Setting: French consulate in Rio de Janeiro
Position: Medical student
I am a third-year medical student at the Federal University of Rio de Janeiro. I have finished my two-year basic training in Paris and it is my second year of studying medicine in Portuguese. I transferred to Brazil because my family lives there and I want to become a tropical disease specialist to take care of the neediest patients on the planet and implement the ideals of the 1968 student revolt. Bridging the gap between the first and the third worlds becomes a passion of mine.
Everything goes well and life is exciting. I have discovered a rich, new culture and rapidly adjusted to it. Suddenly, a type-A meningococcal meningitis epidemic develops throughout the country, killing scores of people. Tens of millions of vaccines are produced in haste in Lyon, France, by the Merieux Institute, and a massive immunization campaign is under way. It is carried out mainly by the Brazilian army and its scope is unprecedented.
I call the French Consulate doctor of reference whom I like and admire for his energy, optimism and professional approach to ask if I can be of any help. He invites me to participate in vaccinating French expatriates and their families. In the next couple of days I find myself using a Pedojet on hundreds of arms. This also gives me the first opportunity of my life to observe certain aspects of human behavior in times of crisis. Some people try to cut lines, some pull all kinds of stunts and use influence to get vaccinated first. To my amazement, these are often people of prominent social status including business leaders. It is quite an eye-opener on people’s character, moral values and social mores. Moreover, it provides me with the opportunity to witness the pivotal role a general practitioner can play in dire circumstances. Despite the sometimes-poor behavior of those in the lines, the immunization campaign is a resounding success and later became a model to follow.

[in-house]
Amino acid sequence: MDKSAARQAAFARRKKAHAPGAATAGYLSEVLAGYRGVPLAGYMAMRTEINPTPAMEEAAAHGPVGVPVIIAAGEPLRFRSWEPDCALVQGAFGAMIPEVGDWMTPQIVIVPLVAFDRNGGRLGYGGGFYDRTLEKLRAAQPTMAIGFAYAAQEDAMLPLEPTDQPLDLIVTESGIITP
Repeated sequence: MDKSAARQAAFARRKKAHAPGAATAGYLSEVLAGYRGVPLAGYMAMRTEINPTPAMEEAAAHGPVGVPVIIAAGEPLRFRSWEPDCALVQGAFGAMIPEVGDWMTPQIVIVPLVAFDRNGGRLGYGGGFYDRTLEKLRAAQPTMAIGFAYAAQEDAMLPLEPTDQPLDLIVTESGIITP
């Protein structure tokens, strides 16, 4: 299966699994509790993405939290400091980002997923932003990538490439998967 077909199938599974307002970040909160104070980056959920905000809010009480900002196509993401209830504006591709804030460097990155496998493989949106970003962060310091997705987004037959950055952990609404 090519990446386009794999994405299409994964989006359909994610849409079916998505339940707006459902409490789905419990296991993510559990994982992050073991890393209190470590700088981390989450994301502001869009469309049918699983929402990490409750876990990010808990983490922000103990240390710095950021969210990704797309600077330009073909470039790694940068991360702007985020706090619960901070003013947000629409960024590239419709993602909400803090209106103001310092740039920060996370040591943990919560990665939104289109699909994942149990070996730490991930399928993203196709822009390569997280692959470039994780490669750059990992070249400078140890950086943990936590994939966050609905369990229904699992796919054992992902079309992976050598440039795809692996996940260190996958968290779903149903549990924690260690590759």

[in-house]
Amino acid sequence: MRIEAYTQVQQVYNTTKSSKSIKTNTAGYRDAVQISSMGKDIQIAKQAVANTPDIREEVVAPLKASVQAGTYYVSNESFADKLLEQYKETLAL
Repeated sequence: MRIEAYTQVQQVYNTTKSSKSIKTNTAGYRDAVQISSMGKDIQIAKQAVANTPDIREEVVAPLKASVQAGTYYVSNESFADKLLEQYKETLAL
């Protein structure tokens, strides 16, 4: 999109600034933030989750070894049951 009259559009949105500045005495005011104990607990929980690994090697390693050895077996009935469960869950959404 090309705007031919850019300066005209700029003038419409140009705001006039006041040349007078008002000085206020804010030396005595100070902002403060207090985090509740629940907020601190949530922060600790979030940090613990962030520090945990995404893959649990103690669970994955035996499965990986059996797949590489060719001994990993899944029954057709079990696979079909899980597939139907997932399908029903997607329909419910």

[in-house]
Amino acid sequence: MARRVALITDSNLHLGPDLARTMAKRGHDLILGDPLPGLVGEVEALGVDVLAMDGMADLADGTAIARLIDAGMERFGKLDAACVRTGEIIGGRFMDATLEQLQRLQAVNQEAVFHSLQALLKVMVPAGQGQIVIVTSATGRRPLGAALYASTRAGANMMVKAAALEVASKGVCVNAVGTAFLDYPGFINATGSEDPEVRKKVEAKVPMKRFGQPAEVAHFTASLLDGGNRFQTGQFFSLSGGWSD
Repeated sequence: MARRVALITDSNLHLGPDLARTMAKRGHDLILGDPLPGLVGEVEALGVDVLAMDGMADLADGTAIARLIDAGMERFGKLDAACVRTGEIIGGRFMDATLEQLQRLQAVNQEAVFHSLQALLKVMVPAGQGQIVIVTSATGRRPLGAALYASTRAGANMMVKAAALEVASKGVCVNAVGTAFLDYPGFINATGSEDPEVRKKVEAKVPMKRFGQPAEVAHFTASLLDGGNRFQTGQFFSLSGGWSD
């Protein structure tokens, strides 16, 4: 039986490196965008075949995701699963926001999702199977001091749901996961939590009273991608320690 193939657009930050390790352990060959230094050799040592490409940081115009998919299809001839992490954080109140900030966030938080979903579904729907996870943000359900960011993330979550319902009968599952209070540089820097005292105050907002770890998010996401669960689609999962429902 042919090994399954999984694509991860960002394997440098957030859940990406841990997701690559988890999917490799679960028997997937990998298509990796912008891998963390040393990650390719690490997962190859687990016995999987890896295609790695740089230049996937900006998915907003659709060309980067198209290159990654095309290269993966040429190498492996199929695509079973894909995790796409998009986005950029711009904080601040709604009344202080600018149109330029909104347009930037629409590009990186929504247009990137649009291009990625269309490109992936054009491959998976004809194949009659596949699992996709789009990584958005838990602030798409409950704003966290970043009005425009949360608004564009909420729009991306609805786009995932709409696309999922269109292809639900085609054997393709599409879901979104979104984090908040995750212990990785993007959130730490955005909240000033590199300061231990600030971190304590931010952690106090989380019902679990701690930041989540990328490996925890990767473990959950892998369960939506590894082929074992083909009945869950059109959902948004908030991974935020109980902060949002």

Lesson for the doctor: In times of doubt about the meaning of life, always remember that a doctor’s job is one of the most important in the world.
Yann Meunier, MD, is the health promotion manager for the Stanford Prevention Research Center. He formerly practiced medicine in developed and developing countries throughout Europe, Africa and Asia. Each week, he will share some of his experiences with patients in remote corners of the world.